If you ever get stuck in a creative rut, science shows that you should go for a stroll to get your endorphins moving.
As learning scientist Marily Oppezzo notes in her TED presentation below, walking generates twice the ideas. Even if you walk and then sit, your mind will continue to generate novelty.
But you can’t just walk forever, nor should you run. You should discuss your ideas out loud; the good ones will stick around. If you really want to remember everything discussed, record the thinking session on your phone.
So, how do you walk and brainstorm?
Pick a problem/topic for brainstorm
Walk at a comfortable pace WHILE you are brainstorming
Generate as many ideas a you can
Speak and record your ideas
Cap your time
The chair-based lifestyle is not only killing us, but it’s also stifling good ideas. Go for a walk to freshen up your pattern of thinking.
“With writing as with walking you often find that you’re not heading exactly where you thought you wanted to go. There’ll be missteps and stumbles, journeys into dead ends, the reluctant retracing of your steps. And you have to tell yourself that’s just fine, that it’s a necessary, and not wholly unenjoyable, part of the process. It’s an exploration,” writes Geoff Nicholson in his bookThe Lost Art of Walking.
Writing, like walking, is getting lost but at the same time, trusting that wherever the pen and feet go as you ramble and amble around will be met with strange discoveries.
As Rebecca Solnit writes in Wanderlust: A History of Walking, “Language is like a road; it cannot be perceived all at once because it unfolds in time, whether heard or read.”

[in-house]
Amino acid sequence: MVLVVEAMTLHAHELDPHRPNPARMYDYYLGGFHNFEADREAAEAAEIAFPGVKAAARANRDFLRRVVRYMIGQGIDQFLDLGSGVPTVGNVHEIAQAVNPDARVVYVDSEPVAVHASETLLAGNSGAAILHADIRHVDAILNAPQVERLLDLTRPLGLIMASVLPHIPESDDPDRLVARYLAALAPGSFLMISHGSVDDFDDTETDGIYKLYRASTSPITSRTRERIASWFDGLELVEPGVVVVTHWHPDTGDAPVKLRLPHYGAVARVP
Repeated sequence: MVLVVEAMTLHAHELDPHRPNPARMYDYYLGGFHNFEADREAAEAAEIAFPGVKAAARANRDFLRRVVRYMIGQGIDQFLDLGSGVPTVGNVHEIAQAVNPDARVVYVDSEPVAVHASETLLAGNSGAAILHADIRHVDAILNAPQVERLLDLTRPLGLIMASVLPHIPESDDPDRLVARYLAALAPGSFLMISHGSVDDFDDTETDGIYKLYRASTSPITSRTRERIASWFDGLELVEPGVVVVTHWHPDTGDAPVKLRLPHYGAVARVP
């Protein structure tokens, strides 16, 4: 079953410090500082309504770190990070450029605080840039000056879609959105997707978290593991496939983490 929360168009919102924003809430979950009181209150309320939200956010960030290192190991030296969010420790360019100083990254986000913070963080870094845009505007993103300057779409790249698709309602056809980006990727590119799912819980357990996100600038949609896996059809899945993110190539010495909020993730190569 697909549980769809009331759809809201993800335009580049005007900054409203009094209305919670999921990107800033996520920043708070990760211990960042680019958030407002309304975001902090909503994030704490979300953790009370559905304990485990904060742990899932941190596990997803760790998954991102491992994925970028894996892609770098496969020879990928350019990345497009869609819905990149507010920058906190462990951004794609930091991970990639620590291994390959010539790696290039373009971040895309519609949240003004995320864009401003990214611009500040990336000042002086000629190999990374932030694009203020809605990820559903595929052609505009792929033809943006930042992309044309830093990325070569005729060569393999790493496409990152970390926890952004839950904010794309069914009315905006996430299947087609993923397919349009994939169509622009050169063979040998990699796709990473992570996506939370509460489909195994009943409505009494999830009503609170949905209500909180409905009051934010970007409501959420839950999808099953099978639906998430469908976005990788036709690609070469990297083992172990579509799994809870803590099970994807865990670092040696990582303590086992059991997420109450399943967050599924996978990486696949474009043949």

Our inner narrative is alive 24/7. Most of our thoughts are garbage, random and unintelligible. But we can dictate some of it, to write the book in our head we want to hear.
That's why it's so critical to surround ourselves with things that reinforce the way we want to think and live. When author Ryan Holiday got stuck on his last book, he walked the streets of New Orleans to reboot his mind.
New Orleans was really the perfect city to write in. I said at my first book signing that writing a book is really a series of long walks. There’s not a better city to walk in in America. It’s old and beautiful and slow. There’s a history of great writers there—a connectedness to the past that was inspiring. I was having trouble finishing this book I’ve been working on and I actually just went and spent 10 days there to recapture it. Worked like a charm.
In reality, we're never stuck. When it comes to the mind, there is no such thing as talker's block. We are in continuous dialogue with ourselves. But we decide to catch, ignore, emphasize, and act on is what makes all the difference. If we want something, we have to extract meaning from both external and internal worlds.
We become the person we look and listen to. To quote author Charles Bukowski: “Yes, it's the dream that keeps you going then and now.”
The farther you go, the more interesting it gets. Through walking you discover.
“The rhythm of walking generates a kind of rhythm of thinking, and the passage through a landscape echoes or stimulates the passage through a series of thoughts. This creates an odd consonance between internal and external passage, one that suggests that the mind is also a landscape of sorts and that walking is one way to traverse it.” – Rebecca Solnit, Wanderlust: A History of Walking